The experiences of an English teacher travelling four continents in challenging classrooms & situations, sharing thoughts, tastes, feelings & sights as I go. Also an advocate for survivors of domestic abuse, read My Story on this blog. With a love of words & storytelling, I write about people & places for my blog & also magazines, websites, others blogs & I love to tweet short stories & comments here @ed2inspire
Thursday, 5 January 2017
Recovery from Abuse
What does recovery from abuse look like?
What does it feel like?
Sound like? Smell like? Taste like?
How does recovery happen and when?
Can it happen; can it ever happen? Does it ever happen?
Should it happen?
Does anyone have the right to expect it to happen? Is it possible?
I don’t know if full recovery can ever happen. Triggers are there for life, aren’t they? Smells, sounds, people and places, words and music all contribute to remembering. The memories never go away, do they? The memories we make are supposed to be good ones, ones that we can rediscover at times with great pleasure. But memories of abuse and the individuals involved, together with the places and events, haunt us and never go away. They are never far from the surface. They cause trauma, stress, sleeplessness, anxiety and sadly, some rely on drugs, alcohol and prescription medication. Self-harming, homelessness, eating disorders and poor mental health can all affect a victim of abuse.
Recovery is a big and powerful word as far as I am concerned.
The dictionary definition states:
“It is a return to a normal state of health, mind or strength”
And goes on to use the following words to define “recovery”
·Return to health
·Process of getting better
·Show signs of recovery
All the above words are difficult to swallow as a victim of abuse because each one of them only helps us for small windows of space and time in our healing, as we dip in and out of recuperation, healing, improvement, revival and signs of recovery.
What is a “normal state of health, mind and strength”? Who defines this in abuse victims and survivors? Who do we know that is able to define this? I know I resent friends and family asking if I have recovered or “got over it” or saying “you need to just move on”. It is not that simple. Our brains are patterned to remember our abuse, to remember the memories. The shame, guilt and embarrassment are embedded in our psyche. It runs through our veins. Most of us, at some time, have been programmed and groomed to keep the secret and remain silence until we cannot live that way any further.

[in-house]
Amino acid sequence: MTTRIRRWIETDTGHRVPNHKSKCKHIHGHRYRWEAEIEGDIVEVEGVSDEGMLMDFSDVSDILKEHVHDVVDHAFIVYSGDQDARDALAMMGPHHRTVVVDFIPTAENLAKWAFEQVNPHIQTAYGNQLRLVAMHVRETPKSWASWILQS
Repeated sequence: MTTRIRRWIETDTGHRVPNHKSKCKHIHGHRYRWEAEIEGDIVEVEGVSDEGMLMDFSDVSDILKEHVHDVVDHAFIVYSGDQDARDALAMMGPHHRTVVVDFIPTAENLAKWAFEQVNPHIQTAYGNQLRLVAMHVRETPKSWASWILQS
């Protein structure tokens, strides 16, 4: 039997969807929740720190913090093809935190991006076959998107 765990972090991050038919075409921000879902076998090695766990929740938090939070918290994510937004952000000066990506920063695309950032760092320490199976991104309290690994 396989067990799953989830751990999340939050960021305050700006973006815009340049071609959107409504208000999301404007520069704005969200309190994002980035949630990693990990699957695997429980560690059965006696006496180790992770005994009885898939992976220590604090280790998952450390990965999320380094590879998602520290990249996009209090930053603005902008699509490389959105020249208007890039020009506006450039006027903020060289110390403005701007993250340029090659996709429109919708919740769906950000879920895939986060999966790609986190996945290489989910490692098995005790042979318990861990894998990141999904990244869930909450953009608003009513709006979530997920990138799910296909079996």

By the time we have the “return to a normal state of strength” and talk about what happened to us, we are about to burst, explode, combust and cannot live like that anymore. The living a double life, living a lie, keeping the secret and just getting on with life as best we can put a huge strain on the victim and in many cases the family too. But even after we have shared our biggest encumbrance with that trusted someone the memories never leave us. Keeping the secret is what the abuser relies on; secrets and lies are what abuse is founded on. Speaking out is what we must do, but it's finding the health, mind and strength to do this, that is the never ending challenge for each victim and survivor.
I ask myself regularly should my memories be just that, memories. Are my triggers healthy and do they keep me safe. Do my memories really remind me to be careful about the future? Do others have a right to decide what memories we hang onto and what ones we disregard? Do others have the right to determine when and how we recover? Do others have the right to judge us when a smell or piece of music on the radio resort us to tears or anger? Time and place, photos and restaurants, music and movies still trigger me and regurgitate a memory that will make me sad, scared and anxious, stressed or even have palpitations. I am sure they do that to you too. We will all have different spaces, items and situations that act as reminders and triggers and that’s ok.
So the big question is, can we, as survivors of abuse, ever really and truthfully be fully recovered and returned to a normal state of health, mind or strength or all three.
My answer to this is that some days we can and some days we can’t, that “recovery” is a constant treadwheel of trying and making the best of each moment, hour and day. We can only do our best and of course that is ok. We can only live in the moment. I can’t think of the future and I try not to dwell too much on the past. I have learnt not to beat myself up about the past or the future. No one knows what is round the corner for any of us and worrying about my future makes me sad. Dwelling on my past makes me unhappy too, so I have learnt to live in the moment and try to enjoy each moment of today. Today is the only day I might have, so I enjoy it to its fullest.
I enjoy my home, the air I breathe, the wind on my face, the peace of my farm nestled away in the Pennines, my family and my animals. It is the first time in many years I have actually found Elaine again and can be truly me with no judgements. No one has the right to say “just get over it” or “you need to move on” because “recovery” is in your time, space and pace, if at all. For some recovery will only come with justice and that can take a lifetime in some cases. Recovery can take a lifetime for us all and, of course, that is absolutely ok too.
This blog post gives a small insight into my recovery, healing and my incy-wincy (as I call it) golden nugget that remains at the very base of my brain in order to keep me safe from ever having to suffer any form of abuse ever again. My tiny golden nugget is my safety net and pops into action whenever I feel unsafe or vulnerable and reminds me to be wary, cautious, vigilant and trust my gut.